“As soon as you free yourself, you’ll have a better day,” our guide Don Murch said. He was speaking to a group of five veterans, including me, who had spent time in Iraq or Afghanistan. If we would embrace the cold, icy water on the tundra, we could instead spend our energy paying attention to the majesty of our surroundings.
We had all spent time in the armed forces, but for me—and maybe for the others—this felt like the first time I really understood what it was I had meant, or at least what Congress and the president had meant, by saying we were fighting for our country. This was physically our country. The Arctic held all in one place the best of what our nation’s high-minded philosophy of liberty and justice for all had to offer.
The freedom was not easily won and the justice could be cold and, at times, miserable—but I received the just dues for whatever actions I took. I could walk wherever I wanted and in any direction I wanted. No one was there to stop me because of what I believed, who I loved, or the color of my skin. Every sunset and sunrise greeted our group with equal beauty. No one got any more or less sunshine unless he ran, often without luck, to escape a shadow.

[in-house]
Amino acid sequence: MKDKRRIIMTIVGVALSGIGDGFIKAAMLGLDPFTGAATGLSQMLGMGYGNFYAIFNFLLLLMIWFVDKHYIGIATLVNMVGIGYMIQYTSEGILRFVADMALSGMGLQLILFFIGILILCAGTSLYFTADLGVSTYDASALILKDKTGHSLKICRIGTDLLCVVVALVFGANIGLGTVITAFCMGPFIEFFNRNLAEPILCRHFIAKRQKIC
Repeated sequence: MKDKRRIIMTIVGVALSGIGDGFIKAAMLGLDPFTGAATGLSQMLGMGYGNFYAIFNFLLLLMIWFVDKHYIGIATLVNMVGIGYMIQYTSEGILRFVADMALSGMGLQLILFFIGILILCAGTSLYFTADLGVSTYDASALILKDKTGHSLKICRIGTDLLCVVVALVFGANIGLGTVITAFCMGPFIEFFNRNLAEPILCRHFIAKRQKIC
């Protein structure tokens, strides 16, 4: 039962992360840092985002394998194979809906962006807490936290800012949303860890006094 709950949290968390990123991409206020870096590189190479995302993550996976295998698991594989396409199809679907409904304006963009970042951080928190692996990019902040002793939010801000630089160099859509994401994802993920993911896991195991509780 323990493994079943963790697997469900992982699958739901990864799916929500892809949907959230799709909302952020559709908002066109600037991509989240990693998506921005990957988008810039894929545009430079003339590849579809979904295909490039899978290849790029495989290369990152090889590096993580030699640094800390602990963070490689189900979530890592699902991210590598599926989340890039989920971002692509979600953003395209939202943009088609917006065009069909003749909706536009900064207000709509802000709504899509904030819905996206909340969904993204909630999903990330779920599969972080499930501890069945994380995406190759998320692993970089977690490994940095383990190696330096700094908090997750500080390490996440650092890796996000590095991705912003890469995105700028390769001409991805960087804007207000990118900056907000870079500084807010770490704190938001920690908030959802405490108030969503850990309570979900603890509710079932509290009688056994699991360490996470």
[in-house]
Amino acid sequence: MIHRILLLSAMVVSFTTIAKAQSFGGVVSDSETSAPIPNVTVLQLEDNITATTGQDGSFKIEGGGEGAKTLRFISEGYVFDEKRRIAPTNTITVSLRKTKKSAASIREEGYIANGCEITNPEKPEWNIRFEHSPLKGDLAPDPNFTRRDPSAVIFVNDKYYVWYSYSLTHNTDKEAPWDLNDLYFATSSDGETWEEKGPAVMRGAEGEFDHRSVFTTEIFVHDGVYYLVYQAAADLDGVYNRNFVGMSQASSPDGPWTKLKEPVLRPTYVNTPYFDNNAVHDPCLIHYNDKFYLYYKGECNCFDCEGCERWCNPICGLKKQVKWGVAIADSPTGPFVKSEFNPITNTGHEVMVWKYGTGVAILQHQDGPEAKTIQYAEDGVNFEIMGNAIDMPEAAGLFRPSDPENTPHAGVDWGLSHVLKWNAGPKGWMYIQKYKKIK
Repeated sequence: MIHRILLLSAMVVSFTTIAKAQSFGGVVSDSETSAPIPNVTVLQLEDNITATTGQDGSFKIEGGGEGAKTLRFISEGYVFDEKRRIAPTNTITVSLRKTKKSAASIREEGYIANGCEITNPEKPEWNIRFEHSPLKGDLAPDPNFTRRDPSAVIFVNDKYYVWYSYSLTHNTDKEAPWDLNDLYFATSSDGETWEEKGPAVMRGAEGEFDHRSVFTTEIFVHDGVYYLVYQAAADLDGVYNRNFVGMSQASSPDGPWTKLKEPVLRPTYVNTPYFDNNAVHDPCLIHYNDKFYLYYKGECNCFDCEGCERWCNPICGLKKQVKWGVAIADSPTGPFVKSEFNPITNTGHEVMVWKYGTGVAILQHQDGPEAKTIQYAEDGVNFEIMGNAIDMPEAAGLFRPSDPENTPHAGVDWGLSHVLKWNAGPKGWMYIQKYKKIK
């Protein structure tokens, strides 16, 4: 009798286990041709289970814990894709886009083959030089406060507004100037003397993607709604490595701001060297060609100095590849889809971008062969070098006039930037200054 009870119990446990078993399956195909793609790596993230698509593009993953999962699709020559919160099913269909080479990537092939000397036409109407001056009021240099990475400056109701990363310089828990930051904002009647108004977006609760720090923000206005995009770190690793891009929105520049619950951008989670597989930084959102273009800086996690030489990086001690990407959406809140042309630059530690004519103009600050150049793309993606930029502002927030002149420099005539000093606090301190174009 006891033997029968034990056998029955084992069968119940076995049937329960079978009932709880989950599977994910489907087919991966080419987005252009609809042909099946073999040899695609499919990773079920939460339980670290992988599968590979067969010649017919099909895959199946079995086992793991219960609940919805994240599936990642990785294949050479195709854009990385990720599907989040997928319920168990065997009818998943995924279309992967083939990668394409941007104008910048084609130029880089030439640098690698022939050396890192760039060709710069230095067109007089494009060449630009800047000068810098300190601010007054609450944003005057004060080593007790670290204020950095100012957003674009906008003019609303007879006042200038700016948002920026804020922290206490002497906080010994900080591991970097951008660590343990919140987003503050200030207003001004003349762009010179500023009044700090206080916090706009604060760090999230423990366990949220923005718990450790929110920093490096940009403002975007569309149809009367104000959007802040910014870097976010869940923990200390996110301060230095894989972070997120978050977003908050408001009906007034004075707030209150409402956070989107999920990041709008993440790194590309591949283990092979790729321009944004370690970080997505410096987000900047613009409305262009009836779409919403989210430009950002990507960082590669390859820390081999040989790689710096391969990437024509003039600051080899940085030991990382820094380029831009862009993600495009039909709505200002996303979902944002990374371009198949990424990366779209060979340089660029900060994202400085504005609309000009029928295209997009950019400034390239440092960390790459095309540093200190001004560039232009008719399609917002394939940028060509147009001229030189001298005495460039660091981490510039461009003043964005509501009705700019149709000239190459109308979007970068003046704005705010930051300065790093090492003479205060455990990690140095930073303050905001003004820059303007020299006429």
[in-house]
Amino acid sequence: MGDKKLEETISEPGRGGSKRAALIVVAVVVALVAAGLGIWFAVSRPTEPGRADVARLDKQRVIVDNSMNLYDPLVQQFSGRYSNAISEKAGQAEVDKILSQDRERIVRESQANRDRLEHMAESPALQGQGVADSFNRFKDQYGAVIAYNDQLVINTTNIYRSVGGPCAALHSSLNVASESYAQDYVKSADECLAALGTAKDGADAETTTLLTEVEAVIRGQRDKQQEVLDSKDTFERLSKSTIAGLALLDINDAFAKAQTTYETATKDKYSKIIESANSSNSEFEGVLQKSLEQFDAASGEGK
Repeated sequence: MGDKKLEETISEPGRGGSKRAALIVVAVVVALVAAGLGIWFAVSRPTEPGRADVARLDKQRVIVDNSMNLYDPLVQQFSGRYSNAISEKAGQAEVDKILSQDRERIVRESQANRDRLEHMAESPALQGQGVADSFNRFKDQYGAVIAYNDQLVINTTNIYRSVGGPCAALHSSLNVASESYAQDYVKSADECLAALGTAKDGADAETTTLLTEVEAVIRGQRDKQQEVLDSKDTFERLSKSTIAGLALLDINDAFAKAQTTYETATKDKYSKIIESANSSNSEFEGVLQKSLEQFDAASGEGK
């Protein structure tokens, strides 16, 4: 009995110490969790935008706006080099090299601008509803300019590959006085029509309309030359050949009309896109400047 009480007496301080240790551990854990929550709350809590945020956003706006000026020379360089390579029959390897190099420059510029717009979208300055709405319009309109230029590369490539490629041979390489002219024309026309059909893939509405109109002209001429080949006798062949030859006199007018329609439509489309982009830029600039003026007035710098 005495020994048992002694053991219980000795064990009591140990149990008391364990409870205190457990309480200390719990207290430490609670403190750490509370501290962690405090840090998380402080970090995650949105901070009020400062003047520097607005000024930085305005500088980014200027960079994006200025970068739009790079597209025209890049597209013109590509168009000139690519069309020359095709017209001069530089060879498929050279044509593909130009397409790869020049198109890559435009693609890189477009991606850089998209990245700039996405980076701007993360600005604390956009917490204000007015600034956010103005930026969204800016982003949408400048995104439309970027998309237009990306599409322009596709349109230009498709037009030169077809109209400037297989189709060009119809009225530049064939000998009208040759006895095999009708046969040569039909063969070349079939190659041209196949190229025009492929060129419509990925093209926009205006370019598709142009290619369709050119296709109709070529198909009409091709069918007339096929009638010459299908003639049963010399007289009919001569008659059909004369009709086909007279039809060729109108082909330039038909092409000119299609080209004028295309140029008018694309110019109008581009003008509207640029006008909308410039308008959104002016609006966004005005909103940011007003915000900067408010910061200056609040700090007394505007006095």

There’s beauty and wildness all over our great country, but nowhere else is it so big and nowhere else is it so whole and uncut. All the good that remains in the American dream is in the Arctic.
Stacy Bare is a 2014 National Geographic Adventurer of the Year and a brand ambassador for The North Face and Keen Shoes. He received the Bronze Star for Merit during Operation Iraqi Freedom.
Hear Stacy explain in a video why he's joining conservation and religious leaders, Alaska Natives, communities of color, outdoor enthusiasts and communities of faith from across the U.S. to protect the Refuge.